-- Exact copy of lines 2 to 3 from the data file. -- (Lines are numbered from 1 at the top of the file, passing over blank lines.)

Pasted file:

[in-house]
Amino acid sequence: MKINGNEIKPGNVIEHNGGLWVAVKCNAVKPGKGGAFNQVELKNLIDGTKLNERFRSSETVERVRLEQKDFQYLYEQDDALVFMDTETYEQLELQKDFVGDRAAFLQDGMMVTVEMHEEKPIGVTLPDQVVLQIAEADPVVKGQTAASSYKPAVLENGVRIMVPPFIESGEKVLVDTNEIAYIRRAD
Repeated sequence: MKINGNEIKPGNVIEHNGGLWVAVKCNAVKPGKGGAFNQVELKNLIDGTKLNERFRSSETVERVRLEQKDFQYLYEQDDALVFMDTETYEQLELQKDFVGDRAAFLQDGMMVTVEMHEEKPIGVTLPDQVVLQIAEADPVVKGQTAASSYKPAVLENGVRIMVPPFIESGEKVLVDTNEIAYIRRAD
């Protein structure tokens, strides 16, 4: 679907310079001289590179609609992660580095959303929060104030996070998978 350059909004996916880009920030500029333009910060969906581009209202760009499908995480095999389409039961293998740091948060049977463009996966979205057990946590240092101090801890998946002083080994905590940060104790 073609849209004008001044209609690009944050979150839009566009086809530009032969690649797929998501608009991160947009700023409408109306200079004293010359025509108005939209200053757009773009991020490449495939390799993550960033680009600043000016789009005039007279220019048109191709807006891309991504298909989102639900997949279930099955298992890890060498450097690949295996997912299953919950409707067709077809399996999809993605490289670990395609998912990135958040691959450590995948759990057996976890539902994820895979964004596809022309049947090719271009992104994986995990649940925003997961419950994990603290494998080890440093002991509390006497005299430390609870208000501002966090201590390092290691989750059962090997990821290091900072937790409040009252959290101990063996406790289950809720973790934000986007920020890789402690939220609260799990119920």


Amino acid sequence: MKINGNEIKPGNVIEHNGGLWVAVKCNAVKPGKGGAFNQVELKNLIDGTKLNERFRSSETVERVRLEQKDFQYLYEQDDALVFMDTETYEQLELQKDFVGDRAAFLQDGMMVTVEMHEEKPIGVTLPDQVVLQIAEADPVVKGQTAASSYKPAVLENGVRIMVPPFIESGEKVLVDTNEIAYIRRAD
Repeated sequence: MKINGNEIKPGNVIEHNGGLWVAVKCNAVKPGKGGAFNQVELKNLIDGTKLNERFRSSETVERVRLEQKDFQYLYEQDDALVFMDTETYEQLELQKDFVGDRAAFLQDGMMVTVEMHEEKPIGVTLPDQVVLQIAEADPVVKGQTAASSYKPAVLENGVRIMVPPFIESGEKVLVDTNEIAYIRRAD